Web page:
As with any other industry, automotive repair shops and mechanics in Colorado are subject to safety regulations as prescribed by the Occupational Safety and Health Administration. Reportedly, the majority of injured workers were denied their right to know specified safety information related to their employment. OSHA rules provide that workers have the right to know the details of any hazardous chemicals they might encounter on the job, along with the regulations related to the labeling, information inventories and storage of dangerous products.
Business owners must provide appropriate safety equipment, including devices to reduce noise, eye protection and respiratory equipment for those in areas where painting takes place. When it comes to tools, OSHA standards require that all tools be well-maintained for safe use. Furthermore, employees must be trained in the proper use of equipment and tools along with safety training to ensure awareness of the potential hazards.
There are also safety regulations pertaining to the shop space. Clutter must not be allowed because it can prevent ease of access — unused parts and tools must be stored away, and areas with spills must be cleaned immediately. Compliance with regulations related to electric wiring and fire extinguishers is essential.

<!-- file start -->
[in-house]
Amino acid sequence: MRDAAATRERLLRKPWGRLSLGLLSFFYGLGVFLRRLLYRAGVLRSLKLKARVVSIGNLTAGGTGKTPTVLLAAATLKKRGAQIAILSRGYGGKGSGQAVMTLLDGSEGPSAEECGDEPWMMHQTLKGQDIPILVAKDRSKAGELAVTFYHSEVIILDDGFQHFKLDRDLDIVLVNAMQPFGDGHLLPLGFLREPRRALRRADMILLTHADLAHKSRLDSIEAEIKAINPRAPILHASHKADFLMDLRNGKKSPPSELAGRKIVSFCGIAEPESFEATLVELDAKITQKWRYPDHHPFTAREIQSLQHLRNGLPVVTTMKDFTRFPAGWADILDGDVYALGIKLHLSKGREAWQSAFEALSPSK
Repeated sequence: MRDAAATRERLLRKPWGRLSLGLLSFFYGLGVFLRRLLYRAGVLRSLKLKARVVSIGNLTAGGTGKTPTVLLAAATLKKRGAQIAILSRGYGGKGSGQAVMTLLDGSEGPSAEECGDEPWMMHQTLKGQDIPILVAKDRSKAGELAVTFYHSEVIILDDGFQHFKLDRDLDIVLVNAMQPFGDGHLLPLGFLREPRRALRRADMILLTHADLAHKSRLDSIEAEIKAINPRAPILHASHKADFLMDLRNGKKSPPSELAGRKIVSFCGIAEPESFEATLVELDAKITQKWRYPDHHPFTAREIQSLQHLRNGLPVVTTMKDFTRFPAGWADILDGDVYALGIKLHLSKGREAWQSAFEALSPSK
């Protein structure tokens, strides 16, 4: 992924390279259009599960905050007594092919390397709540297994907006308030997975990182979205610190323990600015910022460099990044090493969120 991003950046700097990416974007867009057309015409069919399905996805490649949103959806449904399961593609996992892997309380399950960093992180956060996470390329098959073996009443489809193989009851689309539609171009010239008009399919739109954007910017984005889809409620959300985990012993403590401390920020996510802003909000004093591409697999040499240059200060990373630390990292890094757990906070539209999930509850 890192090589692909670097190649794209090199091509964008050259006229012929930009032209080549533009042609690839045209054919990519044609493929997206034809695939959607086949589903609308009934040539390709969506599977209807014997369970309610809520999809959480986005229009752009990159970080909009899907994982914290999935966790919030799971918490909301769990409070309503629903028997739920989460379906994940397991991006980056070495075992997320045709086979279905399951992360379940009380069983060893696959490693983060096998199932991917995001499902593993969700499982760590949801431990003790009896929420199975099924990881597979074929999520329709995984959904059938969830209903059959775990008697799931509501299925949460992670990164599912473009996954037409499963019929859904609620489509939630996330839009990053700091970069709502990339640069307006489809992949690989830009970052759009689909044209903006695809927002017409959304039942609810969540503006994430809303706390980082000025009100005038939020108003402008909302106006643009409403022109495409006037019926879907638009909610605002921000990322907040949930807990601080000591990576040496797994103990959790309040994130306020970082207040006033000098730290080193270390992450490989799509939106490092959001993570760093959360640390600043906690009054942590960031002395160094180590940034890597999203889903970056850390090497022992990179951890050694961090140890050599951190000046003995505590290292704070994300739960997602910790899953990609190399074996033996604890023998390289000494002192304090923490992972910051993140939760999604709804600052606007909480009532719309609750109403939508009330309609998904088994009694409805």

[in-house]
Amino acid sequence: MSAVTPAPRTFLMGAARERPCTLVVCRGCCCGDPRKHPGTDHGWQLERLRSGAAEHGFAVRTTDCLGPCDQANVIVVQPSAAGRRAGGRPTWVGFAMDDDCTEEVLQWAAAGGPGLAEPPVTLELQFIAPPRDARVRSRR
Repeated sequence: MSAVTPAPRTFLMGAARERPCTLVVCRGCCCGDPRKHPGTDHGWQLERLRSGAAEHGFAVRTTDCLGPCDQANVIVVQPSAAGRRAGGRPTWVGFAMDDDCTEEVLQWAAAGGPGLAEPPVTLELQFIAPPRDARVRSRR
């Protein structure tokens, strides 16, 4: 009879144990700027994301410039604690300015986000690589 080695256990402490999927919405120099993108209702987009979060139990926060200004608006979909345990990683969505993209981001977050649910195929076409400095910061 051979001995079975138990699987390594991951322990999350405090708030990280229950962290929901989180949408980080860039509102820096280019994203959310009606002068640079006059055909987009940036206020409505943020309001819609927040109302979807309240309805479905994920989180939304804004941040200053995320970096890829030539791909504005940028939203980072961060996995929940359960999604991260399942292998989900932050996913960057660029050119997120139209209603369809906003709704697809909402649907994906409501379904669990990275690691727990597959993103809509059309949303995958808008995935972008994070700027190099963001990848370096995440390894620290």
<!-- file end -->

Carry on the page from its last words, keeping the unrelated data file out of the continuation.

Auto repair shop owners who enforce compliance with safety regulations may find that fewer injured workers increase profits and productivity. However, those who do suffer on-the-job injuries will be covered by the benefits offered by the Colorado workers’ compensation insurance system. Victims must report injuries to their employers as soon as possible to ensure they remain eligible for benefits that will cover medical expenses, and if they were unable to return to work immediately, a percentage of lost income.
Source: chron.com, “What Are the OSHA Regulations for Auto Mechanics & Auto Shops?“, Linda Ray, Accessed on Oct. 16, 2017